The campground is a little spartan but really quite adequate. It sits way up on a hill with some very nice views.
After getting settled and having some dinner we drove north to the Many Glacier area of the park. Our goal was to see some wildlife (we didn't), enjoy the scenery and check out the Many Glacier Hotel. It's another of the hotel facilities built throughout national parks in the early 1900's. These hotels were built by the Great Northern Railroad to encourage tourism and use of the railroads. Many Glacier Hotel resembles a Swiss style chalet and was built in 1915.
It has 214 rooms - I think that's right. The hotel sits on the east bank of the Swiftcurrent Lake. The sun sets behind the mountains beyond the lake creating dramatic evening views.
Debbie and I strolled the hotel and grounds then cruised home. Along the way we stopped to enjoy the fabulous views along the lake at dusk.
Commentary: I've heard many people speak of the fact that the glaciers of Glacier NP are rapidly disappearing. True. Park literature says all the glaciers will be gone by 2030. But in my mind this does not diminish the spectacular, OMG beauty of the park in any way! I understand that the disappearance of the glaciers is and will continue to negatively impact the habitat. That's unfortunate. But lets just enjoy the park for what it is and behave responsibly. End of commentary!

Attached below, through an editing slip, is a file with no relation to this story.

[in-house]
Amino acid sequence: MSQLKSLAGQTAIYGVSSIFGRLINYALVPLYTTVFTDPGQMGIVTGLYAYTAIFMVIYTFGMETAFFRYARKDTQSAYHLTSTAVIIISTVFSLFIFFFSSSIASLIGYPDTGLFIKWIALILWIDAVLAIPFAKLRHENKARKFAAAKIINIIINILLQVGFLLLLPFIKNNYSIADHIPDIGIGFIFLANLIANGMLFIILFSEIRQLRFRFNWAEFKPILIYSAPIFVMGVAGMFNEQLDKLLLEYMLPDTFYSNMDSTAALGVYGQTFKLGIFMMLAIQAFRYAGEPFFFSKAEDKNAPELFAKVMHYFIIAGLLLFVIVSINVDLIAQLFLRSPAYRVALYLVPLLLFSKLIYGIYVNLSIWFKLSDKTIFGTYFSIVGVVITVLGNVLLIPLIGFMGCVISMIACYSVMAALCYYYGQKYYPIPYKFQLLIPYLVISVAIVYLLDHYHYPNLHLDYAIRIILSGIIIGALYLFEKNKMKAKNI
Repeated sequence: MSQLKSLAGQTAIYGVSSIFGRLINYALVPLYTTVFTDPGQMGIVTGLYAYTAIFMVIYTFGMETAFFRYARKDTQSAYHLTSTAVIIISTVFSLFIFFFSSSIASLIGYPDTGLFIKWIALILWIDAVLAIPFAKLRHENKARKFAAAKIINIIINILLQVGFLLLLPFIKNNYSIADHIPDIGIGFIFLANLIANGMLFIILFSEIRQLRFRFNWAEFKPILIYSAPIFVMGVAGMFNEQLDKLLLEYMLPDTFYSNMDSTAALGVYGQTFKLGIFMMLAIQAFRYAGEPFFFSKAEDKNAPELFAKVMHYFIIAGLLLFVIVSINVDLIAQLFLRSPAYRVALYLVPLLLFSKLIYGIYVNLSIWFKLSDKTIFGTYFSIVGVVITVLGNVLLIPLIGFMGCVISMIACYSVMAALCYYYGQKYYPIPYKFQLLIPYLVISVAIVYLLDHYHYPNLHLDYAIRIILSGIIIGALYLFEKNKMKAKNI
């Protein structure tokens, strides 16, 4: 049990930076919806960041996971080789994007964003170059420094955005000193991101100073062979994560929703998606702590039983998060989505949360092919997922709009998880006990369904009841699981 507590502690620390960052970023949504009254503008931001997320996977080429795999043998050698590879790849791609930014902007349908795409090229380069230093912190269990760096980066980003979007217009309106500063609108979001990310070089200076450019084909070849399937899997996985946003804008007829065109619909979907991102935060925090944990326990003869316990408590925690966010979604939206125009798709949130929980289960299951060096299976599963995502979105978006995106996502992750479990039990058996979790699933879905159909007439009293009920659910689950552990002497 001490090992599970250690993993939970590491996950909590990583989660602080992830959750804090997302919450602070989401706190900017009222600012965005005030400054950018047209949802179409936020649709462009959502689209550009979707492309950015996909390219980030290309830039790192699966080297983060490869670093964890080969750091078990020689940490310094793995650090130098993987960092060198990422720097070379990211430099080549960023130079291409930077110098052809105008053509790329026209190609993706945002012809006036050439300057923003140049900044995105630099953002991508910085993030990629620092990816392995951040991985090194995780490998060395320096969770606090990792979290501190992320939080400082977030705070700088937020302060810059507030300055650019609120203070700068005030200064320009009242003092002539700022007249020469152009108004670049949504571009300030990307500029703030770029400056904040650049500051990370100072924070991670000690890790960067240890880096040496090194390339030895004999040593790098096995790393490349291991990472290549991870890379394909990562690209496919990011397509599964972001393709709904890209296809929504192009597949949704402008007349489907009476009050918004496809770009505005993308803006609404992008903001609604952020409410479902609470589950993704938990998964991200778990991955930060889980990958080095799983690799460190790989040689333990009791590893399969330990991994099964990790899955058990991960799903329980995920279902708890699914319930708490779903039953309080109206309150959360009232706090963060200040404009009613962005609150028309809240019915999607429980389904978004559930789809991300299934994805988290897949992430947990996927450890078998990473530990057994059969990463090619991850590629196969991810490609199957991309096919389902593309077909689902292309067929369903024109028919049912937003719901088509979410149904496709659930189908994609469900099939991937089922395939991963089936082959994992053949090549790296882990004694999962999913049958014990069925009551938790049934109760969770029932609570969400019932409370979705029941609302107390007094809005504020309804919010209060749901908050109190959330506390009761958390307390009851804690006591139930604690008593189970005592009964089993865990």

Saturday we returned to the park to hike to multiple waterfalls. We hiked from the Sun Point trail head. We were on a series of well worn trails that don't seem to have names, only destinations. As soon as you leave the parking area you encounter views of the Saint Mary Lake as you walk the shore.
Rapidly thereafter you're in deeper woods with a delightful mountain stream. Then in no time you're at Baring Falls.